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BRETTS LAUD SCHOOL’S DIVERSE AND EGALITARIAN CULTURE (cont'd)
Her legal career has followed her earlier predilection to public service. After serving as a Colorado state deputy public defender for five years, she joined the State Office of the Attorney General and currently represents the state board of medical examiners in civil prosecutions against physicians who violate Colorado’s medical practice act. “I was pretty sure I wanted to be a lawyer but I viewed my Penn education as training to become politically involved as much as to become a lawyer.”
Steve Brett recalls an even-handed atmosphere where faculty did not direct students to particular disciplines in law. “There wasn’t any faculty influence about areas to specialize in because this or that was hot. Most of my courses were intellectually stimulating and socially comfortable, and Criminal Procedure was fascinating.” He also remembers how the Vietnam War and national tragedies overshadowed the campus.
“John Kennedy was killed and the anti war movement picked up. Most students at the time had difficulty supporting the war and believing it was the right thing for the country.”
While the war went on, he continues, “Penn Law was a great social environment and we enjoyed some good parties. It was a warm, cocoon-like atmosphere at a time when society seemed pretty messed up. When I left I really missed it, that kind of place where your friends and pressures are all focused on one or two common things.” He remembers classes as a place where “things clicked. The faculty and students fed off each other. The faculty being relatively young and new at Penn made the experience so good. “After graduation, Steve Brett went into corporate law in New York before heading to Colorado, where he has enjoyed a rewarding legal career in telecommunications and with Sherman & Howard in Denver, first as a partner and now as of counsel.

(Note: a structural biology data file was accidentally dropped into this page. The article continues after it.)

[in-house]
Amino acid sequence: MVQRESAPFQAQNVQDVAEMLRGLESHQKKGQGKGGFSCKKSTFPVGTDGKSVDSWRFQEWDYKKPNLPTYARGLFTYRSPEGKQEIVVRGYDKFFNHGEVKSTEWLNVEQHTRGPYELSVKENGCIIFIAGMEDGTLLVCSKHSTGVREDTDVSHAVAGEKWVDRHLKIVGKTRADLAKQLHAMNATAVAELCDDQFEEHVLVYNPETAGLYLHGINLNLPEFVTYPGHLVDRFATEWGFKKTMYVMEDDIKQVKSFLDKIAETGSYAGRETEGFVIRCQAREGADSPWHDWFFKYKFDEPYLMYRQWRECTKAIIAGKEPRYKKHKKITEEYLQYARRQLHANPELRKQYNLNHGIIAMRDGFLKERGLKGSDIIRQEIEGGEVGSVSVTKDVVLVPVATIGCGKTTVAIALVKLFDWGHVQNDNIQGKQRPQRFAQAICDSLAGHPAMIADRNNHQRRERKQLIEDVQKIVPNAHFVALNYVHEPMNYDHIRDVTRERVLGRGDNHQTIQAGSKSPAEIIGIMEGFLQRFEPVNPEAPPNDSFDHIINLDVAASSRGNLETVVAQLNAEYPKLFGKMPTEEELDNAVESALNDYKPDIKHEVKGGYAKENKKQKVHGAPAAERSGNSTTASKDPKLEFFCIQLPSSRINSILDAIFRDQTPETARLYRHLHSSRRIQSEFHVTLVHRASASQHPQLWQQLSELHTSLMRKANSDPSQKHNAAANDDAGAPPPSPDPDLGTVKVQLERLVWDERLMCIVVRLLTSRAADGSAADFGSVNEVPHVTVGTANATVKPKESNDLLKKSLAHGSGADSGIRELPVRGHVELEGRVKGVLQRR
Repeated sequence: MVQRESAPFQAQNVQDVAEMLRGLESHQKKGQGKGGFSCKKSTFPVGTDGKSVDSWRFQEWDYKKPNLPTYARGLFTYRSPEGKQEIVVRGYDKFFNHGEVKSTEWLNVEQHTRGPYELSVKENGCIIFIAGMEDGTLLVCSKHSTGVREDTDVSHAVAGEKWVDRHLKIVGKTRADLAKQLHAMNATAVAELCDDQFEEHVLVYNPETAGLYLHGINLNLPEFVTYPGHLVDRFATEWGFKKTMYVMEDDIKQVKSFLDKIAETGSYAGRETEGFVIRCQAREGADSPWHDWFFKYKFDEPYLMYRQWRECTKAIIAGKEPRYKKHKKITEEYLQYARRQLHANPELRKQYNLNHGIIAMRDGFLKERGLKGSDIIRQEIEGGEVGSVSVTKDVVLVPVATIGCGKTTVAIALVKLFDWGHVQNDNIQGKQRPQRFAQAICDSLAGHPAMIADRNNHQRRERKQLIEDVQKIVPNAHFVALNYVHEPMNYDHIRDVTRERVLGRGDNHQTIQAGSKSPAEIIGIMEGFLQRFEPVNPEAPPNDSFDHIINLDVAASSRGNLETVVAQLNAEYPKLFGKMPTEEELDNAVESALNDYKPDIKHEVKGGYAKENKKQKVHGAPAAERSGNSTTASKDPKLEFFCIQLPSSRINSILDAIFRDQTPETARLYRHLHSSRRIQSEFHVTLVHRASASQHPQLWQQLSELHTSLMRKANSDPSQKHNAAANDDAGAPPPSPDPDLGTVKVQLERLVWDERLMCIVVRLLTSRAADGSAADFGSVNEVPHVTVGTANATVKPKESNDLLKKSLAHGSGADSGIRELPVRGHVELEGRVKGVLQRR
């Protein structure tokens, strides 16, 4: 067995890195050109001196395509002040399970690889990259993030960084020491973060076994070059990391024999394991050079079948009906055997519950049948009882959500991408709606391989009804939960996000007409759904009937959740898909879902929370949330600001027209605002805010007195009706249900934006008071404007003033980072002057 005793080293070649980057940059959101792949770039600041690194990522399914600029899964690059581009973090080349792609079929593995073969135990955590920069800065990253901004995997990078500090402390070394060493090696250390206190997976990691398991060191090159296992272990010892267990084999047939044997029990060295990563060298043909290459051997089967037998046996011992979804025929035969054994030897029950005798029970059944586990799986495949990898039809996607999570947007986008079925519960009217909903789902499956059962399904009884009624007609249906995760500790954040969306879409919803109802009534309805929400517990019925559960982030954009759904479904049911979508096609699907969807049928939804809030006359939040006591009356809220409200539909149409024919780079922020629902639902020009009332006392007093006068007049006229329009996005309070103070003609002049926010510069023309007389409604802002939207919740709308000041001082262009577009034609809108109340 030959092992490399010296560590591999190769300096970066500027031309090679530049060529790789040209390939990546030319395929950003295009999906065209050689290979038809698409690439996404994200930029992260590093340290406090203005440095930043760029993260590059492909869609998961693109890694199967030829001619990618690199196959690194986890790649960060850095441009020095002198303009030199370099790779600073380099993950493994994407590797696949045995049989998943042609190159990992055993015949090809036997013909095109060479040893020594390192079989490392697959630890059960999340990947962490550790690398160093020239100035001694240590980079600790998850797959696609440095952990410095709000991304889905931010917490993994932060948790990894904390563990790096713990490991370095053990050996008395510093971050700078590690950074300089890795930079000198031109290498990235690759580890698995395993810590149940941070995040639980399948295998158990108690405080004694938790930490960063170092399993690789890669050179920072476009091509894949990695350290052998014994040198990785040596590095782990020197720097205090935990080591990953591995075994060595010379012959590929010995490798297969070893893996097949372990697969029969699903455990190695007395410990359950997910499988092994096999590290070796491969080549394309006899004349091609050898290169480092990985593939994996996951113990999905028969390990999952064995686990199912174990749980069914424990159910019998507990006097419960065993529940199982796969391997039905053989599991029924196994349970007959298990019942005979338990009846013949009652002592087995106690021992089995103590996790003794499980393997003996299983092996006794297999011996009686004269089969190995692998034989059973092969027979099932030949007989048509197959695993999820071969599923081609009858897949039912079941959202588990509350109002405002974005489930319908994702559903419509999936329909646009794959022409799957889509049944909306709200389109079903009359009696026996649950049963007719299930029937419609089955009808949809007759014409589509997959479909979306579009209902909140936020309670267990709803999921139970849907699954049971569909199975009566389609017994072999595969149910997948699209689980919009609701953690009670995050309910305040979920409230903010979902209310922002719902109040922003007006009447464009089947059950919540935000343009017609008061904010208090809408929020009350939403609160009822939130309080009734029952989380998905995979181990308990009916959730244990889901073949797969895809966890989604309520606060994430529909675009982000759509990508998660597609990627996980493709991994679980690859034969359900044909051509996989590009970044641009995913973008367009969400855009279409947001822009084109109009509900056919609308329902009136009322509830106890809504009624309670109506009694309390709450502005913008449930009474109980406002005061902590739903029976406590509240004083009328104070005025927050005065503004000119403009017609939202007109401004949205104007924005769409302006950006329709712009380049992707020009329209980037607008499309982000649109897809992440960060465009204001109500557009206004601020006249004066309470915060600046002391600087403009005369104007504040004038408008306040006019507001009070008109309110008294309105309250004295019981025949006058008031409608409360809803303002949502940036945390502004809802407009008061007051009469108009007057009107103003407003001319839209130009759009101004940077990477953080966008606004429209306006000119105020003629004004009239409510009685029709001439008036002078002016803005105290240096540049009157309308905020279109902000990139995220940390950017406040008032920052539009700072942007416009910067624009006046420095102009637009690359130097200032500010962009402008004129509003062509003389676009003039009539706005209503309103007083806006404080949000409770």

Both father and daughter recall classmates attracted to large law firms. In Steve’s era, students had their sights on firms in major cities. “Working for big firms might have been hot for some on campus,” says Claudia, “but my professional interests were clearly in public service, and it was the same for the people I hung around with. I wanted to be doing major impact litigation in a civil rights forum or poverty law, and my professors encouraged my aspirations.”
Steve Brett remembers his law school experience as “one of joy.” For Claudia, “I certainly made some friends for life at law school. I was intellectually challenged and engaged, and I have wonderful memories of Penn Law and Philadelphia.”